20. A method of generating an image of a region in a turbid medium, comprising the steps of:
focusing a camera's field-of-view (FOV) at a region of a turbid medium;
illuminating a first plurality of locations along a first line in said region using beams of light;
activating said camera to generate a first image;
illuminating a second plurality of locations along a second line in said region using beams of light, said second line being adjacent and parallel to said first line;
activating said camera to generate a second image;
illuminating a third plurality of locations along a third line in said region using beams of light, said third line being adjacent and parallel to said second line wherein said second line is between said first line and said third line;
activating said camera to generate a third image; and
subtracting, in terms of amplitude associated therewith, one-half of each of said first image and said third image from the entirety of said second image, wherein a resulting image is generated.
Description
ORIGIN OF THE INVENTION

The invention described herein was made in the performance of official duties by an employee of the Department of the Navy and may be manufactured, used, licensed by or for the Government for any governmental purpose without payment of any royalties thereon.

1. Field of the Invention

The invention relates generally to the generation of images, and more particularly to a method of generating an image in turbid mediums such as sediment-filled water, smoke and fog.

2. Background of the Invention

The greatly-reduced range of visibility in a turbid medium (e.g., sediment-filled water, smoke-filled air, fog, etc.) makes optical imaging therein a difficult task. For example, the range of visibility in coastal silt-filled water can be reduced to a few centimeters. In such environments, light energy emanating from a self-illuminated target/object is attenuated and scattered before reaching an optical imager (e.g., a camera). In terms of an externally illuminated target/object, backscattering (or glare glow as it is known) forms an illumination source. At the same time, the exponential attenuation of any illumination reflected from the target/object means that the intensity of the glare glow tends to dominate at increased distances from the target/object.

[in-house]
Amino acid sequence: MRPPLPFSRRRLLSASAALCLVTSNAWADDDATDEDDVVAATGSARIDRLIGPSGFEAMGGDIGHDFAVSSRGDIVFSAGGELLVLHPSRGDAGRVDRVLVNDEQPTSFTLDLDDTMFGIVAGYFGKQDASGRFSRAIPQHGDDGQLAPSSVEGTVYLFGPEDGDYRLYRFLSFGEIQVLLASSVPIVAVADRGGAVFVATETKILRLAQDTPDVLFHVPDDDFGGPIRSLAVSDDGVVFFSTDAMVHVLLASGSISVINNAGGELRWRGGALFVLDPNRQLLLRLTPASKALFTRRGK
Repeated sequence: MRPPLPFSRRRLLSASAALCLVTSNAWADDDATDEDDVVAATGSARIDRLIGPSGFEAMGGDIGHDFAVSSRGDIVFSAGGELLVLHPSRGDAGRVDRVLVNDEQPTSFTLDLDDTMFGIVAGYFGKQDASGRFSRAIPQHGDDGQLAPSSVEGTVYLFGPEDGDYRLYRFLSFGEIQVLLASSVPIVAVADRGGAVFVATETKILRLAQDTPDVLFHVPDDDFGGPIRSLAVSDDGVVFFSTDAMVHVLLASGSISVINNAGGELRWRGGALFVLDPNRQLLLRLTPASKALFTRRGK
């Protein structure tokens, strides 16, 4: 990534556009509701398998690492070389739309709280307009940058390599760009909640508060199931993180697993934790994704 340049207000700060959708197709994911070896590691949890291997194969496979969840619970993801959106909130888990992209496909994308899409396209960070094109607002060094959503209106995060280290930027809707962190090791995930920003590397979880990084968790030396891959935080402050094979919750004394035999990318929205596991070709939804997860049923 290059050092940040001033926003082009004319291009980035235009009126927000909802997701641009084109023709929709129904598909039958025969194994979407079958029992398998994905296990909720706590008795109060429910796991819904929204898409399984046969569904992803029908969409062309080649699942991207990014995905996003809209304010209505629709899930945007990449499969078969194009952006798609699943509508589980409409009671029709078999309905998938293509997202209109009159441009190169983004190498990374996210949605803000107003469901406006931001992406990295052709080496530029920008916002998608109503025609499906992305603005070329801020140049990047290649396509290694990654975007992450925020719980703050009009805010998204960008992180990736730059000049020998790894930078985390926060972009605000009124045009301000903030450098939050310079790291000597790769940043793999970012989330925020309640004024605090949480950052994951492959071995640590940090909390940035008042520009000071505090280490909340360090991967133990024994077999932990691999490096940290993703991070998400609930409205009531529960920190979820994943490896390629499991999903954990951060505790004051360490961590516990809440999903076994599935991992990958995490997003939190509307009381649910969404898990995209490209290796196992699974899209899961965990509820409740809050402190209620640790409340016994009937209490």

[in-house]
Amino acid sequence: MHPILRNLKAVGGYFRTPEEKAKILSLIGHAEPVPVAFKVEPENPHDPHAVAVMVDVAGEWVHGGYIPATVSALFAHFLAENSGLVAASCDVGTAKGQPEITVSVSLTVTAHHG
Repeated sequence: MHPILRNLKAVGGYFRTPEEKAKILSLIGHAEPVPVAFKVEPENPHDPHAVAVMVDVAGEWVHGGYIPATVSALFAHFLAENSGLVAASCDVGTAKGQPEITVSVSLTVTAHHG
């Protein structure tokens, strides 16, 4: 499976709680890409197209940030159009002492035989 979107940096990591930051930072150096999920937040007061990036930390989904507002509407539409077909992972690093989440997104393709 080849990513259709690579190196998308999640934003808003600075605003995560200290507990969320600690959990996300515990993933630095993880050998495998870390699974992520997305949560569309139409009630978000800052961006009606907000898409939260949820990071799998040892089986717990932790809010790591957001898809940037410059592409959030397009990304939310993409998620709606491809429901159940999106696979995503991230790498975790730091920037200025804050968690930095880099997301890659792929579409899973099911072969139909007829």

Current methods of generating optical images in a turbid medium are known as time gating and laser scanning. In time gating, an imager is triggered at a time corresponding to direct propagation from the light source to the target and back. While both glare glow and scattered light are reduced, time gating is expensive and the apparatus used is not easily scaled down in size for use on autonomous vehicles. In laser scanning, a laser beam illuminates a target while photo detectors are used to detect reflected light energy. Because the light source and imager are separated, the glare glow of the illumination beam and that associated with reflected light energy will be distinct in space so that image intensity is not masked by the glare glow. However, the image is constructed from individual pixels by cooperatively scanning the illumination laser beam and the imager. Unfortunately, such cooperative scanning involves the use of expensive and unreliable mirror scanners.

SUMMARY OF THE INVENTION

Accordingly, it is an object of the present invention to provide a method of generating an image of a region in a turbid medium.

Another object of the present invention is to provide a method of generating an optical image in a turbid medium using a simple and inexpensive optical imaging system.

Other objects and advantages of the present invention will become more obvious hereinafter in the specification and drawings.

In accordance with the present invention, a method of generating an image of a region in a turbid medium uses a camera focused at a region of a turbid medium. After illuminating a first plurality of locations along a first line in the region using beams of light, the camera is activated to generate a first image. Next, after illuminating a second plurality of locations along a second line in the region using beams of light, the camera is activated to generate a second image. The second line is adjacent to the first line. A third plurality of locations along a third line in the region are then illuminated and the camera is again activated to generate a third image. The third line is adjacent to the second line with the second line being between the first and third lines. In terms of amplitude associated therewith, a portion of each of the first image and third image are subtracted from the entirety of the second image, wherein a resulting image is generated.

BRIEF DESCRIPTION OF THE DRAWINGS

Other objects, features and advantages of the present invention will become apparent upon reference to the following description of the preferred embodiments and to the drawings, wherein corresponding reference characters indicate corresponding parts throughout the several views of the drawings and wherein:

FIG. 1 is a block diagram of an embodiment of a system used to generate an image in a turbid medium in accordance with the present invention;

FIG. 2 is a diagrammatic view of a pattern of illuminating light in the form of lines of discrete spots of light where the lines are parallel to one another and the spots in adjacent lines align with one another in a direction that is perpendicular to the lines in accordance with an embodiment of the present invention;

FIG. 3 is a diagrammatic view of another pattern of illuminating light in the form of contiguous lines of light where the lines are parallel to one another and are aligned with one another in accordance with another embodiment of the present invention;